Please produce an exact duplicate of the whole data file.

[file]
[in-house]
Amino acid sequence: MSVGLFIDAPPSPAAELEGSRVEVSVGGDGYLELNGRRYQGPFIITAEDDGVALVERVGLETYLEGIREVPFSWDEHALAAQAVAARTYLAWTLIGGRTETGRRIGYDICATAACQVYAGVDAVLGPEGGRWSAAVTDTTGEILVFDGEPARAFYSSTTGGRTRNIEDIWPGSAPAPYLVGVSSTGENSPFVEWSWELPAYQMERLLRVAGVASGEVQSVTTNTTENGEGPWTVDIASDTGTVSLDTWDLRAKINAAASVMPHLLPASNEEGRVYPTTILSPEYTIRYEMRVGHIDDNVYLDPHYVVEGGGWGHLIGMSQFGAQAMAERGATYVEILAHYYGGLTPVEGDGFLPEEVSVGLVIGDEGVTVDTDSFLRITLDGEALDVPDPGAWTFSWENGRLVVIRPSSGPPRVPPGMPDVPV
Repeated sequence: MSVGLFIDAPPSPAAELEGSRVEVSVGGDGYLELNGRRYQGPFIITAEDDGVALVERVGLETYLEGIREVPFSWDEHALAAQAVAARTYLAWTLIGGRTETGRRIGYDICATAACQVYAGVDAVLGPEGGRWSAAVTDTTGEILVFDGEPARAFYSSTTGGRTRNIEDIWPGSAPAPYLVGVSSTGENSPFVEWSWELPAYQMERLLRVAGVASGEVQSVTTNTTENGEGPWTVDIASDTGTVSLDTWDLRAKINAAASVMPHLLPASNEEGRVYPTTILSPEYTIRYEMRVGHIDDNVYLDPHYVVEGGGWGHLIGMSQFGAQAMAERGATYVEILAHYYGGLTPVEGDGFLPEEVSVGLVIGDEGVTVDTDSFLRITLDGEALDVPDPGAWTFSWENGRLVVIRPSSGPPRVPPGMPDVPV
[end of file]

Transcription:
[in-house]
Amino acid sequence: MSVGLFIDAPPSPAAELEGSRVEVSVGGDGYLELNGRRYQGPFIITAEDDGVALVERVGLETYLEGIREVPFSWDEHALAAQAVAARTYLAWTLIGGRTETGRRIGYDICATAACQVYAGVDAVLGPEGGRWSAAVTDTTGEILVFDGEPARAFYSSTTGGRTRNIEDIWPGSAPAPYLVGVSSTGENSPFVEWSWELPAYQMERLLRVAGVASGEVQSVTTNTTENGEGPWTVDIASDTGTVSLDTWDLRAKINAAASVMPHLLPASNEEGRVYPTTILSPEYTIRYEMRVGHIDDNVYLDPHYVVEGGGWGHLIGMSQFGAQAMAERGATYVEILAHYYGGLTPVEGDGFLPEEVSVGLVIGDEGVTVDTDSFLRITLDGEALDVPDPGAWTFSWENGRLVVIRPSSGPPRVPPGMPDVPV
Repeated sequence: MSVGLFIDAPPSPAAELEGSRVEVSVGGDGYLELNGRRYQGPFIITAEDDGVALVERVGLETYLEGIREVPFSWDEHALAAQAVAARTYLAWTLIGGRTETGRRIGYDICATAACQVYAGVDAVLGPEGGRWSAAVTDTTGEILVFDGEPARAFYSSTTGGRTRNIEDIWPGSAPAPYLVGVSSTGENSPFVEWSWELPAYQMERLLRVAGVASGEVQSVTTNTTENGEGPWTVDIASDTGTVSLDTWDLRAKINAAASVMPHLLPASNEEGRVYPTTILSPEYTIRYEMRVGHIDDNVYLDPHYVVEGGGWGHLIGMSQFGAQAMAERGATYVEILAHYYGGLTPVEGDGFLPEEVSVGLVIGDEGVTVDTDSFLRITLDGEALDVPDPGAWTFSWENGRLVVIRPSSGPPRVPPGMPDVPV